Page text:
These keywords were added by machine and not by the authors. This process is experimental and the keywords may be updated as the learning algorithm improves.


Unable to display preview. Download preview PDF.

Unable to display preview. Download preview PDF.


  1. 1.
    Stramer SL, Caglioti S, Strong DM. NAT of the United States and Canadian blood supply. Transfusion 2000; 40: 1165–68.PubMedCrossRefGoogle Scholar
  2. 2.
    Stramer SL, Porter RA, Brodsky JP, et al. Replacement of HIV-1 p24 antigen screening with HIV-1 RNA nucleic acid testing (NAT) for whole blood donations. Transfusion 1999; 39: 10S.Google Scholar
  3. 3.
    Kleinman S, Busch MP, Hall L, et al. False-positive HIV-1 test results in a low-risk screening setting of voluntary blood donation. JAMA 1998; 280: 1080–85.PubMedCrossRefGoogle Scholar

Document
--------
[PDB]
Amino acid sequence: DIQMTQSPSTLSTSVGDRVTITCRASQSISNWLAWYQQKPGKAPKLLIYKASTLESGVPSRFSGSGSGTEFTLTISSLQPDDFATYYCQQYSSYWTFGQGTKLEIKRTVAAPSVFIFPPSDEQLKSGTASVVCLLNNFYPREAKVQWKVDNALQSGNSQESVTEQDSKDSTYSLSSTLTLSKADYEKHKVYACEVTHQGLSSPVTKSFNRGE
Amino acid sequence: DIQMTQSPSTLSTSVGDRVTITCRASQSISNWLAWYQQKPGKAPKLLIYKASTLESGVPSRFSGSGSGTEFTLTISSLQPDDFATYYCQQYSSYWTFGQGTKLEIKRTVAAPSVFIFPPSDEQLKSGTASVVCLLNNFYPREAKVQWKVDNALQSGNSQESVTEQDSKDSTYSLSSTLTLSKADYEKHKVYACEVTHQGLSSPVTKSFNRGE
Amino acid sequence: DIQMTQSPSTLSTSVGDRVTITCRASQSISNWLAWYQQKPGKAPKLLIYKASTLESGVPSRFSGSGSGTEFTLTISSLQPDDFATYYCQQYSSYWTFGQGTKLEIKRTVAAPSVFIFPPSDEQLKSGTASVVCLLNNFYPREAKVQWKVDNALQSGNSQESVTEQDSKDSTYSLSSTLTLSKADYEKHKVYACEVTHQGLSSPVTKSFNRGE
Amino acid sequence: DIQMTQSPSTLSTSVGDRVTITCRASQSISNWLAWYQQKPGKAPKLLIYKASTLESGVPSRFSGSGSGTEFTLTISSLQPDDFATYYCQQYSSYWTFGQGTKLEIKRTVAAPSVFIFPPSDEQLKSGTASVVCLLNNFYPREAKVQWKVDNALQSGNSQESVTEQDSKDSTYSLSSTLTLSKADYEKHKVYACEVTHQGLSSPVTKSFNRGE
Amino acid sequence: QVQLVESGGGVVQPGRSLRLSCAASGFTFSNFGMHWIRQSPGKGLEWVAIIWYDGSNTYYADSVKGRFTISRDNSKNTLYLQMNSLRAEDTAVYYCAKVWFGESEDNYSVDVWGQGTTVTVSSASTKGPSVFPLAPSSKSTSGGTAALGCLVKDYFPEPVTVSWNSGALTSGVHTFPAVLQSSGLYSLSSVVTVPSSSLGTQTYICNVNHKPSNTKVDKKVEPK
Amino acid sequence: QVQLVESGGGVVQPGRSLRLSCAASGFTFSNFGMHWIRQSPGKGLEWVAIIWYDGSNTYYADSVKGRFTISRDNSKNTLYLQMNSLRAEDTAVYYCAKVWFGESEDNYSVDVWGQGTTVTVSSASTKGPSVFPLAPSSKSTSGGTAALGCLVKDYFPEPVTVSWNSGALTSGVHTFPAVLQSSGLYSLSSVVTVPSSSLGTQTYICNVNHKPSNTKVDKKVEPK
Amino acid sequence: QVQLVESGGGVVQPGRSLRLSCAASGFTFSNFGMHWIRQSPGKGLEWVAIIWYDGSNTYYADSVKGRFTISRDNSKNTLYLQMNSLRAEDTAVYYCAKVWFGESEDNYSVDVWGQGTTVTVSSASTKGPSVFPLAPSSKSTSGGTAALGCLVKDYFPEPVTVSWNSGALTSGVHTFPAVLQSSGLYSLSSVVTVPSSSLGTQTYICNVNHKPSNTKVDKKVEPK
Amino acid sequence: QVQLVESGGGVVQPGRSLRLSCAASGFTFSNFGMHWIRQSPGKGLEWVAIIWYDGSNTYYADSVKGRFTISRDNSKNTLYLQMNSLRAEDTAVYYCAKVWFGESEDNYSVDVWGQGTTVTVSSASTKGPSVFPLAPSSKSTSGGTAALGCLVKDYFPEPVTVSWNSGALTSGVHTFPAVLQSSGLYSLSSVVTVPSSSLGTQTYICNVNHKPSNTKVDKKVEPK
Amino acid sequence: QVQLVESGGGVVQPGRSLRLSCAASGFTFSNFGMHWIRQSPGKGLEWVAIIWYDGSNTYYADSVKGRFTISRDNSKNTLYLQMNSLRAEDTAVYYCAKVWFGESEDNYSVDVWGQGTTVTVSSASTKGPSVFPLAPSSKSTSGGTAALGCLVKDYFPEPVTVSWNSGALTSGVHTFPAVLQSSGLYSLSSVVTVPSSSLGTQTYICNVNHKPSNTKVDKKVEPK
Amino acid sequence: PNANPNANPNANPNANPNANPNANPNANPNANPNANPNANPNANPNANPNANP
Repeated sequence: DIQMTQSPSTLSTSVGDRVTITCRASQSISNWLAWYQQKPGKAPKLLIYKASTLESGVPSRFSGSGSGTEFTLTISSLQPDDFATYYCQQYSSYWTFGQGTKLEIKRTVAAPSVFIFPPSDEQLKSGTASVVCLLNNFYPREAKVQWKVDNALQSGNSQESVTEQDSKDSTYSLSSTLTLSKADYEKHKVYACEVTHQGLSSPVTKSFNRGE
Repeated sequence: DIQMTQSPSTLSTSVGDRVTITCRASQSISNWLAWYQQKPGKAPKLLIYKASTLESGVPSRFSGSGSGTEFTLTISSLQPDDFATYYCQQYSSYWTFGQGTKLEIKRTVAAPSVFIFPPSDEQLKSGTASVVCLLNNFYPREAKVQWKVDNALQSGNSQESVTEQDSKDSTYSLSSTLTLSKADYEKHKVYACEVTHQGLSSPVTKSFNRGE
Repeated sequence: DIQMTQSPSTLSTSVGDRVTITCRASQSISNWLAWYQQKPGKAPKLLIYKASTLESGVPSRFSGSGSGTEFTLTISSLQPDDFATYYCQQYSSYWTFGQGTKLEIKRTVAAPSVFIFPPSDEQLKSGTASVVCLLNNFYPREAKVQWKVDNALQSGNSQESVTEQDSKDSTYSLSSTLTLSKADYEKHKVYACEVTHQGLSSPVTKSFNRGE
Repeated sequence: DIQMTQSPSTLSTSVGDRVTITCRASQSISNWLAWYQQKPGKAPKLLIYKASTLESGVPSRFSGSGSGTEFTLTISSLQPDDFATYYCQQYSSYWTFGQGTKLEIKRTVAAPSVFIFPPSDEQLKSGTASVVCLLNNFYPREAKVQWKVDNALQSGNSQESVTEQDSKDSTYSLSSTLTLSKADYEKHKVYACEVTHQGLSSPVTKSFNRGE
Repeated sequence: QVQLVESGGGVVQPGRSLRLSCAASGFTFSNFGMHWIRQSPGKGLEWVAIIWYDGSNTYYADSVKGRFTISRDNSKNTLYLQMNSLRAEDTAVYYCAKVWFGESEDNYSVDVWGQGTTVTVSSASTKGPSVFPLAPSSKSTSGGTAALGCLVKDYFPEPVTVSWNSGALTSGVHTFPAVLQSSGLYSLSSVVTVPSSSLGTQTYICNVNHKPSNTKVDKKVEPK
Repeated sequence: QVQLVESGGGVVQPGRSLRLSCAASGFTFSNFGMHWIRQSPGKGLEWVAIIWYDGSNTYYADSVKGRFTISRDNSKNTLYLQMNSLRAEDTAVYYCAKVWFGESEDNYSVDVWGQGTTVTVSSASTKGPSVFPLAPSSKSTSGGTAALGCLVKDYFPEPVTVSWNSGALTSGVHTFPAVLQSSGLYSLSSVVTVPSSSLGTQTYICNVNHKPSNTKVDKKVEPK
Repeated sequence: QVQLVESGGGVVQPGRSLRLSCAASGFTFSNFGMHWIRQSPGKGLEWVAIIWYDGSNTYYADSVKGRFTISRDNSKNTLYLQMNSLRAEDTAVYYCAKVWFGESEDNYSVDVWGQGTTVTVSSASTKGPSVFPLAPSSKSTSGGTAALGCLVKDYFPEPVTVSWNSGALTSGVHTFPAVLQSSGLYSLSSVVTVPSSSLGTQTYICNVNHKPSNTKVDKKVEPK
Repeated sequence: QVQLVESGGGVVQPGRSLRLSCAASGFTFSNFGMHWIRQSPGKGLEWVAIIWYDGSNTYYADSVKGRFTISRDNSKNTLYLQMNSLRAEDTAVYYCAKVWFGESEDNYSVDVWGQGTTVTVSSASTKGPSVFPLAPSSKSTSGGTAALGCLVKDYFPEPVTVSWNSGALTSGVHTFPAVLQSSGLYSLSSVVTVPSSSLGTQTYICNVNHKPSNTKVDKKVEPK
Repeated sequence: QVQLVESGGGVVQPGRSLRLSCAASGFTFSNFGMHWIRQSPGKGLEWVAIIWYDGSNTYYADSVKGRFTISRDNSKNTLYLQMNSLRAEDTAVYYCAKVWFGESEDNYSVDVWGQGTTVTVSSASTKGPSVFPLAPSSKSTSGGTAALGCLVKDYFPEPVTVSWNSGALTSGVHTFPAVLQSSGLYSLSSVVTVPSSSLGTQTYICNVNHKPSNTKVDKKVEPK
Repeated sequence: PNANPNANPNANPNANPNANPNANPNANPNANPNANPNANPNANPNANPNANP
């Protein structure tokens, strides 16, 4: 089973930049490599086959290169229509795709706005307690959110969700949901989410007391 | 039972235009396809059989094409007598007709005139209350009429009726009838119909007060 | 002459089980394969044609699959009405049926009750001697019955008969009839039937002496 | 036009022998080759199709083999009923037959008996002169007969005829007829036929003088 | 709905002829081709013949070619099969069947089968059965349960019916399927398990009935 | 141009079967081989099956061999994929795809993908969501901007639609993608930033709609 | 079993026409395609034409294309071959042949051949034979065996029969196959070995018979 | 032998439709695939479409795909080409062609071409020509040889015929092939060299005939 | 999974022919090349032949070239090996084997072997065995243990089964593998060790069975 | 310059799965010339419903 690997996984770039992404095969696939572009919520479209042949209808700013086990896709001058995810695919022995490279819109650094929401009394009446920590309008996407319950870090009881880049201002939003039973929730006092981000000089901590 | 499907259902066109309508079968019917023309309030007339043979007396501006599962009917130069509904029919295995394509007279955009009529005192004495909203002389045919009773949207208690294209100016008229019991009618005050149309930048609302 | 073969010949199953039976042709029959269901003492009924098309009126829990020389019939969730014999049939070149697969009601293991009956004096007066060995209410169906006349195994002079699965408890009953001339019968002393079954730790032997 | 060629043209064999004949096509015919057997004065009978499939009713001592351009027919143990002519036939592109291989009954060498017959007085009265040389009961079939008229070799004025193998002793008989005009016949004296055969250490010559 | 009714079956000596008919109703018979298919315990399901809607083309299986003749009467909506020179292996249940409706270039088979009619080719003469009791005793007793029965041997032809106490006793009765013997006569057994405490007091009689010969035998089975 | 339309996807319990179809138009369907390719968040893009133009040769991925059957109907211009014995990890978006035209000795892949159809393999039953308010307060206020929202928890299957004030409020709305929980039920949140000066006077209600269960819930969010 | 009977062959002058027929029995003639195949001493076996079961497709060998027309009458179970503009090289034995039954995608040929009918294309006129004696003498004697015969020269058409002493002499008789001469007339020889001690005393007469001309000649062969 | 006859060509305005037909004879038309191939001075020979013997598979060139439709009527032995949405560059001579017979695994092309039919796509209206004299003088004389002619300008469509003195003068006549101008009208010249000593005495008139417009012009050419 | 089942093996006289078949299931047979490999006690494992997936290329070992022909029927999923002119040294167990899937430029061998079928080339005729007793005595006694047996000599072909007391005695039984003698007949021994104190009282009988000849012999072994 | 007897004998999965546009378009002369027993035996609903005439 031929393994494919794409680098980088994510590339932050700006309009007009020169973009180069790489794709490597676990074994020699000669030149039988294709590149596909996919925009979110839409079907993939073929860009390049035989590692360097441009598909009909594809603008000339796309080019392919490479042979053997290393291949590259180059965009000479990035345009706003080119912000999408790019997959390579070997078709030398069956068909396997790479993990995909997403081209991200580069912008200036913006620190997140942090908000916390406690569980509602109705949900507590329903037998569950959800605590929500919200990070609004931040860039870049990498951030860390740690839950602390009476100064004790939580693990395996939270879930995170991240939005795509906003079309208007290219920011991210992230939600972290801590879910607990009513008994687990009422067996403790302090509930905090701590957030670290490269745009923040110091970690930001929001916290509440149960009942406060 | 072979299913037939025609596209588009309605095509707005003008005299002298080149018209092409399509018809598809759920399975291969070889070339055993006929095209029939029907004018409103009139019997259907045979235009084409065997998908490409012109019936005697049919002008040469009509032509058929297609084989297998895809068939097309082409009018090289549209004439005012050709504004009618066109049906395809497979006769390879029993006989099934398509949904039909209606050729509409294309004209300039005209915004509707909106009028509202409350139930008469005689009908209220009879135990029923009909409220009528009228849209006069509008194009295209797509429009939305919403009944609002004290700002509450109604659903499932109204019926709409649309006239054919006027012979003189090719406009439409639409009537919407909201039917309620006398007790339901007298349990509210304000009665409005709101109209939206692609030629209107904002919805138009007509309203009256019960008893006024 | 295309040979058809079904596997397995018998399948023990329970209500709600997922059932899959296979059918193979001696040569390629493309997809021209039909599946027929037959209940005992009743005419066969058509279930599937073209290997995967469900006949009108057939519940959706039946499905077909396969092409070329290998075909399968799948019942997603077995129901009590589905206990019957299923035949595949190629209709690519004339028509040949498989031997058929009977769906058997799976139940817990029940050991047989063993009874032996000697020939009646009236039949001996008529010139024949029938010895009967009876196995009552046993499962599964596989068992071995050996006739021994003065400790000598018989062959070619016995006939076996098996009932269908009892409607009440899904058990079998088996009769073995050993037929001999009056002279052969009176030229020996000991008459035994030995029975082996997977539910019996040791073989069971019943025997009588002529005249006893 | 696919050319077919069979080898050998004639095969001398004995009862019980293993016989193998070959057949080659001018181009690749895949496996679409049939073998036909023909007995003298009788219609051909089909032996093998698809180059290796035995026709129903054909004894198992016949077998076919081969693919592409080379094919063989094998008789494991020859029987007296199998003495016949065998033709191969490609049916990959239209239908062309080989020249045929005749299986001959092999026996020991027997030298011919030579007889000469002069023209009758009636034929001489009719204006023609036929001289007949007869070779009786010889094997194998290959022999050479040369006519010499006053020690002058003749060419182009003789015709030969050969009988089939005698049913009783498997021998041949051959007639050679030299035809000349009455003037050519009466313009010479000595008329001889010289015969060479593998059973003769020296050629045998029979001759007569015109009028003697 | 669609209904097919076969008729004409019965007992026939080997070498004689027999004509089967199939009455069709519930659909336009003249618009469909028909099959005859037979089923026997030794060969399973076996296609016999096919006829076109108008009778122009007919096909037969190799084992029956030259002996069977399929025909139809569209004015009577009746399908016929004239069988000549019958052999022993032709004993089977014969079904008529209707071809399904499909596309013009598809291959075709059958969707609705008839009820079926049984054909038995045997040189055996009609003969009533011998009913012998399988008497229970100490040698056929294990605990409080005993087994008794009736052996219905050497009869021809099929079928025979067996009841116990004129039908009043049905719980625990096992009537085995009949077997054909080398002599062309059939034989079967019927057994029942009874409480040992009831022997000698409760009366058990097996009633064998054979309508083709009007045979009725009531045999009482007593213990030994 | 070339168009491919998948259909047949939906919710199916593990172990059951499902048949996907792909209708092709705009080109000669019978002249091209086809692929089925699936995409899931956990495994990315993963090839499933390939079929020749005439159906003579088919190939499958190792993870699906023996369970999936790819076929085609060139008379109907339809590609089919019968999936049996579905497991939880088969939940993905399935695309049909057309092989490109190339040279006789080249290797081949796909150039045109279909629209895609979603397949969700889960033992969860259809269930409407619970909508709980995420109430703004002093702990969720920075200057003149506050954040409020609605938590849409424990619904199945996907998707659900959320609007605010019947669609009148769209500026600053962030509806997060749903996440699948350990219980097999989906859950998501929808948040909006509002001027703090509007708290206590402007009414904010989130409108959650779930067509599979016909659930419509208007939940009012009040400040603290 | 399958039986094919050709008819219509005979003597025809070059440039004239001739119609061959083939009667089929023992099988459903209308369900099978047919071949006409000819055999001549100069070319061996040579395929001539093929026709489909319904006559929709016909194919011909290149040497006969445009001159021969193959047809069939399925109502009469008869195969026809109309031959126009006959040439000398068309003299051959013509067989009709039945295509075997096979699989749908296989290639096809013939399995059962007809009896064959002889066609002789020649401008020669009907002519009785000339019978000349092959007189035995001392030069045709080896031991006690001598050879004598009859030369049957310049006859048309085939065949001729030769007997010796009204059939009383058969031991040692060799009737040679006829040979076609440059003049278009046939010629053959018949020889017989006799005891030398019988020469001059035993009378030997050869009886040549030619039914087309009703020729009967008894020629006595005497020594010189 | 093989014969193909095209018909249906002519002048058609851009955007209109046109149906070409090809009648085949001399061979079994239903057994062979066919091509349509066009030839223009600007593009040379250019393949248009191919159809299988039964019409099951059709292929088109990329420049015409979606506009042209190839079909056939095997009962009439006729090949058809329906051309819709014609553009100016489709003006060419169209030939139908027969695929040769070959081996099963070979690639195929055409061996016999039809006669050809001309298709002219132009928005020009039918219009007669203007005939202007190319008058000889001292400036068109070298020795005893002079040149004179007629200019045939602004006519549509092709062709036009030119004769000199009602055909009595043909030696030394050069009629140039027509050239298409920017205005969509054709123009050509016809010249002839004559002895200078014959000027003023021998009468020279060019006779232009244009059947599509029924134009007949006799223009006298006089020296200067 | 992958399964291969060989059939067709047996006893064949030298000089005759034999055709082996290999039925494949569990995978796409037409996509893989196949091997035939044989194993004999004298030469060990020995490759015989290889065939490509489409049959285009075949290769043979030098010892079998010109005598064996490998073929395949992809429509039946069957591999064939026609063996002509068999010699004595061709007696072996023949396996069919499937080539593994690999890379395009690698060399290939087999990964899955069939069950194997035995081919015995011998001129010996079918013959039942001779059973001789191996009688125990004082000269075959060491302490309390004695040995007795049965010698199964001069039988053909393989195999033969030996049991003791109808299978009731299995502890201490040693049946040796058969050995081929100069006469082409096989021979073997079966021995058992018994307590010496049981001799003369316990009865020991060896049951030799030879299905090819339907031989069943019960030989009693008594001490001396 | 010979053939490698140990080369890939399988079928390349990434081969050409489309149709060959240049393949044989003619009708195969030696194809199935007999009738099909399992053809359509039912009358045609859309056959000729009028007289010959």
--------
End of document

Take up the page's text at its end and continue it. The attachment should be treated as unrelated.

4. 4.
    Peoples BG, Preston SB, Tzeng JL, et al. Prolonged antibody-negative HCV viremia in a US blood donor with apparent HCV transmission to a recipient. Transfusion 2000; 40: 1280–81.PubMedCrossRefGoogle Scholar
  5. 5.
    Lau JYN, Mizokami M, Kolberg JA, et al. Application of six hepatitis C virus gentotyping systems to sera from chronic hepatitis C patients in the United States. J Infect Dis 1995; 171: 281–89.PubMedCrossRefGoogle Scholar
  6. 6.
    Zein NN, Persing DH, Hepatitis C genotypes: Current trends and future implications. Mayo Clin Proc 1996; 71: 458–62.PubMedCrossRefGoogle Scholar
  7. 7.
    Alter HJ, Seeff LB. Recovery, persistance, and sequelae in HCV infection: A perspective on long-term outcome. Semin Liver Dis 2001; 20: 17–35.Google Scholar